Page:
When we’re that certain it should be the first indication to step back and recheck the facts.

Passion, emotion and the will to prevail often makes us see things that are not really there.

Instead of “I’m sure”, try hedging your bet and saying “I’m sure going to check”.

And when others say it, proceed with caution.

Subscribe to these Day Starters for free here.

Share them with friends and family by forwarding this email or posting to Facebook, Twitter, LinkedIn, Instagram and other social media with my permission.

Read some sample chapters of my book Out of Bad Comes Good, The Advantages of Disadvantages here.

Don’t want to get these emails anymore?  Unsubscribe below.

+ Comment on this post

Believing in Yourself

It is not possible to ask others to believe in you, until you believe in yourself.

You must go first.

If others have to believe in you before you start the process, you will always be codependent to their cheerleading and encouragement.

Encouragement is not a bad thing.

It’s just not a substitution for taking the first leap that says – I believe in me.

I believe I can do it.

Subscribe to these Day Starters for free here.

Share them with friends and family by forwarding this email or posting to Facebook, Twitter, LinkedIn, Instagram and other social media with my permission.

Read some sample chapters of my book Out of Bad Comes Good, The Advantages of Disadvantages here.

Don’t want to get these emails anymore? Unsubscribe below.

+ Comment on this post

Risk Taking

As analytics increasingly permeate sports, we learn that taking risks has it benefits.

For example, in football going for it on first down or trying a two-point conversion instead of an extra point kick are analytically safer than they appear.

The Philadelphia Eagles won their first Super Bowl by aggressively betting on analytics all season – statistical evidence relating to the effectiveness of different play scenarios.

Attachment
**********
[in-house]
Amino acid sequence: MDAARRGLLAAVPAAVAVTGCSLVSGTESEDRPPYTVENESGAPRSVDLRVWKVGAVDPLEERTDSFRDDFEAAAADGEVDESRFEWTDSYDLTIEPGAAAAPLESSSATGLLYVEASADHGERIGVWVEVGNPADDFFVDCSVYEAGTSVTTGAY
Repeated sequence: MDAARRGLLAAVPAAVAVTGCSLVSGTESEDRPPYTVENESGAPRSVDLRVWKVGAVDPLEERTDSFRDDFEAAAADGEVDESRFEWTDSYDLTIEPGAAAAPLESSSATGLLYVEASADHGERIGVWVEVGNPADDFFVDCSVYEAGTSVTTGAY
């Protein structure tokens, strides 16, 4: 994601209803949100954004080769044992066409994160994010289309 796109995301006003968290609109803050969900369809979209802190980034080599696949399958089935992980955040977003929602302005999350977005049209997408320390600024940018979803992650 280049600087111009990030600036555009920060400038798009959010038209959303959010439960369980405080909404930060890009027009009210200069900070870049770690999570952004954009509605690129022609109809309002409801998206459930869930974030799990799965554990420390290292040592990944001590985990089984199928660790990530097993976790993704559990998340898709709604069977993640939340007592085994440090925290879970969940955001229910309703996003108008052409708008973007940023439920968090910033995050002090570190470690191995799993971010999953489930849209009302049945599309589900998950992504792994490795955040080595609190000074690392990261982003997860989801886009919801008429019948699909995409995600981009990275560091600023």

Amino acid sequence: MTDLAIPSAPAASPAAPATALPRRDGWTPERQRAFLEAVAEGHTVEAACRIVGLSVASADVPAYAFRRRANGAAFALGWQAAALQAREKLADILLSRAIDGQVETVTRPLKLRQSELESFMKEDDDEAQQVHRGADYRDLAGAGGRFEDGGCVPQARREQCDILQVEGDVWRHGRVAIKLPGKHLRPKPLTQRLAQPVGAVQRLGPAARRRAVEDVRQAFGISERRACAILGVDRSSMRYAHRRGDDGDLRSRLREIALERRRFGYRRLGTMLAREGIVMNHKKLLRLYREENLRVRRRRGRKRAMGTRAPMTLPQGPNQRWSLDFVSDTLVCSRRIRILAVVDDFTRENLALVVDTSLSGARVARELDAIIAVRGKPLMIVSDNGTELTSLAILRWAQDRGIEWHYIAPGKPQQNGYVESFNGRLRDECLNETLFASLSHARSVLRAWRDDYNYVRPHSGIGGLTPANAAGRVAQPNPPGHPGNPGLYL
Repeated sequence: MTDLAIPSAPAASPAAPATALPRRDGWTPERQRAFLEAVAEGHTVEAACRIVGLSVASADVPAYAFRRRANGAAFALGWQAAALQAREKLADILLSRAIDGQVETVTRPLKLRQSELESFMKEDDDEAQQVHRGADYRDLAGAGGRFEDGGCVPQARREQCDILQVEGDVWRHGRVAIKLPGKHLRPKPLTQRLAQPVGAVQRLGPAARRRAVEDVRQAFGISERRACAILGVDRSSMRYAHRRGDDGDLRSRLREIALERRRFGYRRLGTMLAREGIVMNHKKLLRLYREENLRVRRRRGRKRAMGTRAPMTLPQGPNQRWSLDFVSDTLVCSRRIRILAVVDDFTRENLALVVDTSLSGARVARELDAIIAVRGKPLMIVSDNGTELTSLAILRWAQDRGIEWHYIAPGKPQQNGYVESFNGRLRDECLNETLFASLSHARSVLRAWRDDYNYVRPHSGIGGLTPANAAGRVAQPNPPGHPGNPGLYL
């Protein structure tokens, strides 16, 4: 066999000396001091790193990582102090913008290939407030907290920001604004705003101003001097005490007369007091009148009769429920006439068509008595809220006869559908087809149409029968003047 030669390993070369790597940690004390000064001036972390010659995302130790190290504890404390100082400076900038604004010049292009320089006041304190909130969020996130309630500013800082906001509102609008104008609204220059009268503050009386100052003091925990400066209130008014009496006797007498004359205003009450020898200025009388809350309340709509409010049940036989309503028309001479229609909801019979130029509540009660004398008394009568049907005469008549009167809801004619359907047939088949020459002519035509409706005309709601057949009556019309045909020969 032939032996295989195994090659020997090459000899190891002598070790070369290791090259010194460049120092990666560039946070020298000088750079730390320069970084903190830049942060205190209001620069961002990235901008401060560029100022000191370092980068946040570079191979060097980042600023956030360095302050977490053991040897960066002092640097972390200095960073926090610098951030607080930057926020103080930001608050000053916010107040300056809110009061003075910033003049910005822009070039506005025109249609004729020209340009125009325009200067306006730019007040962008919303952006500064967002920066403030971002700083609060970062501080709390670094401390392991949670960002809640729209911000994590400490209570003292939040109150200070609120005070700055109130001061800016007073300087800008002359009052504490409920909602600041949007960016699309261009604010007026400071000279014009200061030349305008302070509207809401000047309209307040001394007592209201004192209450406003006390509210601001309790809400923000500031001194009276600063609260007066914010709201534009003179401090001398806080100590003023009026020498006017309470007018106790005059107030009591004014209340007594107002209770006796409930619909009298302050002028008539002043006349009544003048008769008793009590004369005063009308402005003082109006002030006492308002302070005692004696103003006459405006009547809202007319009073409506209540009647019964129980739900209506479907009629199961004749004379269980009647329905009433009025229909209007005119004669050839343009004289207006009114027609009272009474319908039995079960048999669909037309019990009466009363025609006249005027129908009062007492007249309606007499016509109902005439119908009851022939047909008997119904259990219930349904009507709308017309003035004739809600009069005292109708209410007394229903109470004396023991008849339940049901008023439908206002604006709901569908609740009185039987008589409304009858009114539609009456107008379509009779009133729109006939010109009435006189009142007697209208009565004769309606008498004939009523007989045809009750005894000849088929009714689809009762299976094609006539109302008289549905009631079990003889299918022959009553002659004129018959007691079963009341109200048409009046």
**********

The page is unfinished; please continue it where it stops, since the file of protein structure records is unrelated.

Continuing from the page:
When push comes to shove in life, we often make the wrong decision to play it safe.

In essence we’re betting on losing or at least to avoid losing.

In a research study (featured in Gray Matter, New York Times), fans were asked to imagine that their team scored a touchdown but half the participants were told that they needed one point (an extra point kick) to tie the game.  The other group was told they needed a two-point conversion to tie.

Those who were told they only needed one point thought the two-point conversion was more likely to fail than the group that needed the two points to tie the game.

The same decision was thought to be riskier when it was seen as optional instead of unavoidable.

Taking risks is sometimes necessary to attain success.

Subscribe to these Day Starters for free here.

Share them with friends and family by forwarding this email or posting to Facebook, Twitter, LinkedIn, Instagram and other social media with my permission.

Read some sample chapters of my book Out of Bad Comes Good, The Advantages of Disadvantages here.

Don’t want to get these emails anymore?  Unsubscribe below.

+ Comment on this post